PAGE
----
Danny DeVito is many things to many people -- the mentally unbalanced patriarch of "It's Always Sunny in Philadelphia," an abusive cab dispatcher on the Emmy-winning sitcom "Taxi," Arnold Schwarzenegger's diminutive twin brother and The Penguin in Tim Burton's "Batman Returns." He's filled four decades with some very big -- albeit physically small -- characters.
But with the re-release of "The War of the Roses" and "Hoffa," as part of his Filmmaker Signature Series, we remember one of DeVito's best roles: director.
We spoke to DeVito about directing the ugliest divorce on the silver screen, what it's like to hang out with Puffy -- yes, Danny DeVito hangs out with Puffy -- and who the third brother might be in his "Twins" spin-off.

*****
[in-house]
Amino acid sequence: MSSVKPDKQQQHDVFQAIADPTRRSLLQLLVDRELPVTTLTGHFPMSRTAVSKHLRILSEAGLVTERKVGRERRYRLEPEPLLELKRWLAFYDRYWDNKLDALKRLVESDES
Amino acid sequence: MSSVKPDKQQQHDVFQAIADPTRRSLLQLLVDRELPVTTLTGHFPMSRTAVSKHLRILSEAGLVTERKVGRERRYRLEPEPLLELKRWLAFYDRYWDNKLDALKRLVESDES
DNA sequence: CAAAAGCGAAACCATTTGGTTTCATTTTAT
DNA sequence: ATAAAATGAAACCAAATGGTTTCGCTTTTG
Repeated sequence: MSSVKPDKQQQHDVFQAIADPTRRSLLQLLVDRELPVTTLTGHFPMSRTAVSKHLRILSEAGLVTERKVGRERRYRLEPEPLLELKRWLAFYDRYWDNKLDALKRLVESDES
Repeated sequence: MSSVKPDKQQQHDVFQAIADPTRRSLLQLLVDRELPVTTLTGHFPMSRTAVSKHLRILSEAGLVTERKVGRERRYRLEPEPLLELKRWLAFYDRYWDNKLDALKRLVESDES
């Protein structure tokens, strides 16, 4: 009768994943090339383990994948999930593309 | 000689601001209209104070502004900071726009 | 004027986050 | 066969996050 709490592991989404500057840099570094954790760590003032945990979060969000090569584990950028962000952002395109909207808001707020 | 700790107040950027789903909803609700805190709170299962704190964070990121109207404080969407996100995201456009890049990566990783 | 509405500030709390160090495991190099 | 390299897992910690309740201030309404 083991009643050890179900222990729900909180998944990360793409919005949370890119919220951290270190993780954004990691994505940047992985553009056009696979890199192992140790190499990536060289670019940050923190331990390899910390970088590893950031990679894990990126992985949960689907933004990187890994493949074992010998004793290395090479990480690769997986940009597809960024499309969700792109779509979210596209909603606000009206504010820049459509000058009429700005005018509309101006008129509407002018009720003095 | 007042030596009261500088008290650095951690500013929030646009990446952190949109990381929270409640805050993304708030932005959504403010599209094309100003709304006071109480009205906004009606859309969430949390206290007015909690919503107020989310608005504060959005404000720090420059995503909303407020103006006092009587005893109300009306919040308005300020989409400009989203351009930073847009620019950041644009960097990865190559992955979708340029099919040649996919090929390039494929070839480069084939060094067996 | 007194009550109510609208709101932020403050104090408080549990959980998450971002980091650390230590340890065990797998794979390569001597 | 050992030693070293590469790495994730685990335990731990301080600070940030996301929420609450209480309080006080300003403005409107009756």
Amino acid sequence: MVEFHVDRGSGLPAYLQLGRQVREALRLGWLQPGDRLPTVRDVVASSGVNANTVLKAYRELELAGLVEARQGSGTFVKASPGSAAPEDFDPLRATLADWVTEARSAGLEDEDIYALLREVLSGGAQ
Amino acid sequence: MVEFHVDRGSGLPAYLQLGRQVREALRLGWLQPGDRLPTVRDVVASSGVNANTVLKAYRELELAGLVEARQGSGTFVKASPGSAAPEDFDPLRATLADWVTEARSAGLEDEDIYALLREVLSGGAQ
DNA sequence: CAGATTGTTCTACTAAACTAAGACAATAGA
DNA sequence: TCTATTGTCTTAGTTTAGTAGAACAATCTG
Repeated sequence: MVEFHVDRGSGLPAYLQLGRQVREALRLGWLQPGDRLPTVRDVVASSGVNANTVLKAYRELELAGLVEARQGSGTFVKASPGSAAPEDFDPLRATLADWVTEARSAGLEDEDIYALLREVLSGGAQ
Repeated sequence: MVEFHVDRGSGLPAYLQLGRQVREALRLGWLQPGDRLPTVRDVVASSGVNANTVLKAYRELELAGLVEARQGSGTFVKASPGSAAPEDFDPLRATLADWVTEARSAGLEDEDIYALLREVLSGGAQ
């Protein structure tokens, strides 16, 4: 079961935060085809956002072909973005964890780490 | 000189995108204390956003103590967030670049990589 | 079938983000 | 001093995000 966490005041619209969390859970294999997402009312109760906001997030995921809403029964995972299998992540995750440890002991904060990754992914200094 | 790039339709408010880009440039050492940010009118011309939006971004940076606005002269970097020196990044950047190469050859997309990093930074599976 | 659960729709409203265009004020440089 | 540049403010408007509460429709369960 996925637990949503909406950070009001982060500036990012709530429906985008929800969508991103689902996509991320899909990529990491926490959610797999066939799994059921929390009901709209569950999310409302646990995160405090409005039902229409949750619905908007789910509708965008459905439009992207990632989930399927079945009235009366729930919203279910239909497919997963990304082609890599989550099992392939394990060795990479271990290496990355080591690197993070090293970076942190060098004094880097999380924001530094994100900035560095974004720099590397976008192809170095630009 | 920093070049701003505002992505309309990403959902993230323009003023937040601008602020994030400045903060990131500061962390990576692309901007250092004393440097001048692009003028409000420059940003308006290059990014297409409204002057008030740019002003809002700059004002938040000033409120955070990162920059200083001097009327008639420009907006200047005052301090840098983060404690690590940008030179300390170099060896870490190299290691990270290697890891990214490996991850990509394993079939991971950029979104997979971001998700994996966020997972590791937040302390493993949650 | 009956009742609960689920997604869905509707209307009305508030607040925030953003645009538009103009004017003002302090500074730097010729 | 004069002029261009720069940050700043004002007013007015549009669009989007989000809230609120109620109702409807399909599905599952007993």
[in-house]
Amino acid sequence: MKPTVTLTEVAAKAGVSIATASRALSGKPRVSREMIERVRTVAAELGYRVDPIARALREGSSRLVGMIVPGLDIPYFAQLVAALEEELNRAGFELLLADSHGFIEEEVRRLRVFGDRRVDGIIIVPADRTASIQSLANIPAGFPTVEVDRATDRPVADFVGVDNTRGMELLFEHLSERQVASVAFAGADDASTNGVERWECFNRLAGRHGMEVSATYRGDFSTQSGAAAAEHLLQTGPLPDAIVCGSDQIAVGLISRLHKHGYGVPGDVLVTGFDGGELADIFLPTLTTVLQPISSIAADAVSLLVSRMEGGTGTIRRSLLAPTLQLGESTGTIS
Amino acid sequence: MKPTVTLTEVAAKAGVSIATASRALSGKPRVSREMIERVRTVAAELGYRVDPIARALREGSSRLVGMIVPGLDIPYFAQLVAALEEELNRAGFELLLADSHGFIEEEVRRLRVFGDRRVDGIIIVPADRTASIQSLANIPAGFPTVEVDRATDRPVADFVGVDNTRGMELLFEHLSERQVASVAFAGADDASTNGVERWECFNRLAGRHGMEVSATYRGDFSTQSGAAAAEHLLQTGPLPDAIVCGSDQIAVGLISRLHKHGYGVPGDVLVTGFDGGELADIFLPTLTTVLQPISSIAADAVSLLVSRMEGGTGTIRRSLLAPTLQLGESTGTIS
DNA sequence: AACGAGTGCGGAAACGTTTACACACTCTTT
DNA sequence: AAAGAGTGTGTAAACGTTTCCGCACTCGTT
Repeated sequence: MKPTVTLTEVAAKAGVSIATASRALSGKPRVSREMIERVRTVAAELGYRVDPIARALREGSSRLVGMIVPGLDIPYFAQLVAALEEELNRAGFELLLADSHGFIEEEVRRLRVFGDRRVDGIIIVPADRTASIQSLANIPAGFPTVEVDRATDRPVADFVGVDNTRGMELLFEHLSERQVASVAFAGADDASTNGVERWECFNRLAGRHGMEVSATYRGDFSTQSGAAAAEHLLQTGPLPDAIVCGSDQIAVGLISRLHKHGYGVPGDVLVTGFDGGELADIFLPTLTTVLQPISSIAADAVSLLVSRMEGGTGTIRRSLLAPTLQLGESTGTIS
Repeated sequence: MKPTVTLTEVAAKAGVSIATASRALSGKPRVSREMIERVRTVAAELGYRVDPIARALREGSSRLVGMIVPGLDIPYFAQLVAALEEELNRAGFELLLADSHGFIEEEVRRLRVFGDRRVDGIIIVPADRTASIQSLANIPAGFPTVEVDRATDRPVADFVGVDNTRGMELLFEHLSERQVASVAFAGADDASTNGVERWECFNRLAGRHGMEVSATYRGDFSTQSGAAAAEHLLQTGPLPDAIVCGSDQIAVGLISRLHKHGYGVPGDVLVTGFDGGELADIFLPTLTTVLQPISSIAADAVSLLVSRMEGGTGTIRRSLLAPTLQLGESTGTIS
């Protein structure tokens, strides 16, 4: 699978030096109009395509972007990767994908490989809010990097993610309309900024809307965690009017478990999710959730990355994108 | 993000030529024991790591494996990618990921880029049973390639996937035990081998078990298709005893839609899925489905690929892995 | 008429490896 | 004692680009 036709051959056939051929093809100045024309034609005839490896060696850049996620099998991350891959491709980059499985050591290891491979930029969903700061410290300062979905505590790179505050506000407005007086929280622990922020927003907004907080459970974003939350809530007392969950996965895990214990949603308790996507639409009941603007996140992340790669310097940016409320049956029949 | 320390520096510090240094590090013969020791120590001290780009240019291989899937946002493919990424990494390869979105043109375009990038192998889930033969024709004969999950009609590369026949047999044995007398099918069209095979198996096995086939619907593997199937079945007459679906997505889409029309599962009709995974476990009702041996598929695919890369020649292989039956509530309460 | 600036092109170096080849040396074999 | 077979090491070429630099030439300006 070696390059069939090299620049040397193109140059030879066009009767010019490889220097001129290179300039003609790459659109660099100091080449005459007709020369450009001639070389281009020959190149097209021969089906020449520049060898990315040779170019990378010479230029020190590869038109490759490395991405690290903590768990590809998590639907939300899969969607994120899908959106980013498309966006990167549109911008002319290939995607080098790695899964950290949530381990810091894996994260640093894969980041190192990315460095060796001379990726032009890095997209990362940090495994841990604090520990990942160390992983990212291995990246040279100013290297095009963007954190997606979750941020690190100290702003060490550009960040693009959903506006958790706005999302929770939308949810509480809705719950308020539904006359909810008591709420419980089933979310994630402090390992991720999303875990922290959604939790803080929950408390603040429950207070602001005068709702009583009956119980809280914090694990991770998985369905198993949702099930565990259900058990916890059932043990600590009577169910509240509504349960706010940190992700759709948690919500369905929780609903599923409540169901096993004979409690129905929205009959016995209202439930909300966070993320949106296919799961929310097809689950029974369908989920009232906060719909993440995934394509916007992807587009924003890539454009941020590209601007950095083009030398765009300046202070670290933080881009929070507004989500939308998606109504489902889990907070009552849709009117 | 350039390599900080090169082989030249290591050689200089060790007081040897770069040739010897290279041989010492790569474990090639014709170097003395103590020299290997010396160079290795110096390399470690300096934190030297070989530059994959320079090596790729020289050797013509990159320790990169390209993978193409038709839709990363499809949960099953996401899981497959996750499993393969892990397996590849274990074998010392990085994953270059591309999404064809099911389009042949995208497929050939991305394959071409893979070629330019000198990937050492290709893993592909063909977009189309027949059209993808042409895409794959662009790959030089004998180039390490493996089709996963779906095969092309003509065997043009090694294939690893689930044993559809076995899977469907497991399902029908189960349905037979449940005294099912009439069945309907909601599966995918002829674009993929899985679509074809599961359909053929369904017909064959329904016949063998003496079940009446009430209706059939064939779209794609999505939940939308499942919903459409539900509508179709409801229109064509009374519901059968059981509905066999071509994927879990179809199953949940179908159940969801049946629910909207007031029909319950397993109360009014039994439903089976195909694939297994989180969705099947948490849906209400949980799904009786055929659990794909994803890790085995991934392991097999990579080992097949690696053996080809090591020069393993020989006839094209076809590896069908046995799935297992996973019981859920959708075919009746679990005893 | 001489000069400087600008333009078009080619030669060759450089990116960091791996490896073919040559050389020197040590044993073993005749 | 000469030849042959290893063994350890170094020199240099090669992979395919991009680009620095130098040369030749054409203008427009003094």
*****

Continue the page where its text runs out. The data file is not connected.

As a director, your movies have a connective thread -- whether drama or comedy, they're all pretty dark. As an actor, you take a lot of light roles, some of them pretty absurd. Does one better reflect your taste?
Every year, I have the same feeling that it can’t get more absurd, but it does. It’s going wild this year. I have a sense of humor; Growing up in New Jersey, it’s by nature kind of ... always breaking chops, looking at the bright side, whatever.
My dad had a candy store, my mom was a housewife, I have two sisters that really raised me. My entrance into the world, you know, my mother was somewhere in her forties and she was told by the family doctor, "Oh, Mrs. DeVito, you either have a tumor or you are pregnant, come back the next day or whatever and we will tell you." She came back, and the doctor says, "You're pregnant, Mrs. DeVito," and she says, "Oh no."
That can't be true, it's like a perfect Vaudeville routine.